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It’s in your court: rural driving is more dangerous than urban
It’s In your court
Judge Steve Halsey
Wright County District Court
In the small towns and rural areas of the Tenth Judicial District, which includes Washington County, nearly 30,000 drivers each year are arrested for drunk driving, many on rural roads.
One could reasonably conclude that drunk driving is vastly more prevalent in highly-populated urban areas, but statistics do not bear that out, at least on a national basis.
Here are a few frightening statistics from the National Highway Traffic Safety Administration:
Rural areas account for 80 percent of the total U.S. road mileage and 40 percent of the vehicle-miles traveled.
In 2010, 19 percent of U.S. population lived in rural areas.
Rural travel reflects the rural environment of long distances, relatively low traffic volumes, relatively rare traffic congestion, travelers unfamiliar with the surroundings, and rugged terrain in remote areas. (Also riskier road conditions: poor lighting, narrower roads.)
In 2010, the fatality rate per miles driven was 2.5 times higher in rural areas than in urban areas. (MNDOT states 70 percent of Minnesota traffic fatalities occur in rural areas.)
In 2010, 10,228 people were killed in alcohol-impaired driving crashes and rural areas accounted for 55 percent of these fatalities.
Compliance with seat-belt laws is also less in rural areas, according to NHTSA:
53 percent of rural passenger vehicle occupants killed were unrestrained compared to 48 percent of urban passenger vehicle occupants killed.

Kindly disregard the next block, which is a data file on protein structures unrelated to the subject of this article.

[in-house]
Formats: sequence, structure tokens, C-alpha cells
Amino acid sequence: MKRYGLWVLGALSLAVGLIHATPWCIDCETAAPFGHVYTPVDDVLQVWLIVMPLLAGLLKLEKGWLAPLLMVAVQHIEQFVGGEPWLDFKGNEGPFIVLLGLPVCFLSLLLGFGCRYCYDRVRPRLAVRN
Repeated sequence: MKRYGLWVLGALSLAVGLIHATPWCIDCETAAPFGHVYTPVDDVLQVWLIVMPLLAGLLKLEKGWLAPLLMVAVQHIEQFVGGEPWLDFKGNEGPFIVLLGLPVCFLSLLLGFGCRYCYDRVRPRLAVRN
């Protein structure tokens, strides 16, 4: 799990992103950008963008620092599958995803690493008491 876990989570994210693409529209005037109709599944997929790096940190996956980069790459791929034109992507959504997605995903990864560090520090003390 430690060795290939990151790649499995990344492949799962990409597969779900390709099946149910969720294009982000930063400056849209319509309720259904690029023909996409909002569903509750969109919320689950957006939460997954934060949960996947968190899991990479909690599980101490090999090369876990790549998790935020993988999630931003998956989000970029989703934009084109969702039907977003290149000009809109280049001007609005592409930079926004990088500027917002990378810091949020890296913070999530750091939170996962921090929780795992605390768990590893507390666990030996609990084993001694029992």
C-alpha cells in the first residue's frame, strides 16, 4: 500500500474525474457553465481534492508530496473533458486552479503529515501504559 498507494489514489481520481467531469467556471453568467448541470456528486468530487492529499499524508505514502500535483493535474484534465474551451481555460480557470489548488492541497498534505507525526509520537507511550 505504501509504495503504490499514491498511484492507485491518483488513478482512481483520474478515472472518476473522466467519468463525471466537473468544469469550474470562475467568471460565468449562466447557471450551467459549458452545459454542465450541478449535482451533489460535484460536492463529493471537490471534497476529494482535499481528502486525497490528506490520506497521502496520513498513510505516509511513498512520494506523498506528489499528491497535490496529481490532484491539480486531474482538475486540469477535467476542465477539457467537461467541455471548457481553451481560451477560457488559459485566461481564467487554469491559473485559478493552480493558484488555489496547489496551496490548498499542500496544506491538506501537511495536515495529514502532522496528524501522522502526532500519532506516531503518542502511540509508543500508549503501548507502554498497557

Nearly two-thirds of rural pickup truck occupants killed were unrestrained – the highest percentage of any passenger vehicle occupants killed among both rural and urban areas.
Seat belt use goes down as BAC levels go up:
BAC .00 – Belt use 84 percent
BAC .08+ - Belt use 13 percent
No difference in rural v. urban use.
Finally, there will likely be more serious consequences from being injured in a crash caused by a drunk driver in a rural area due to increased response times based on distance to be traveled by emergency response teams.
So, when you are out on a county road during the night, be vigilant and wear your seat belt. That vehicle coming over the next hill may be operated by a drunk driver, or a deer may be around the next bend.
We see many drunk-driving cases in criminal court where the driver was drinking at a rural bar, thought they were not intoxicated, and concluded they could drive the few miles home without endangering themselves or others, as well as avoid detection by law enforcement. Bad choices can turn tragic. Call a sober ride. Be safe.
Submitted by Wright County District Court Judge Steve Halsey, chambered in Buffalo. Judge Halsey hosts a blog at www.minnesotafamilylawissues.blogspot.com.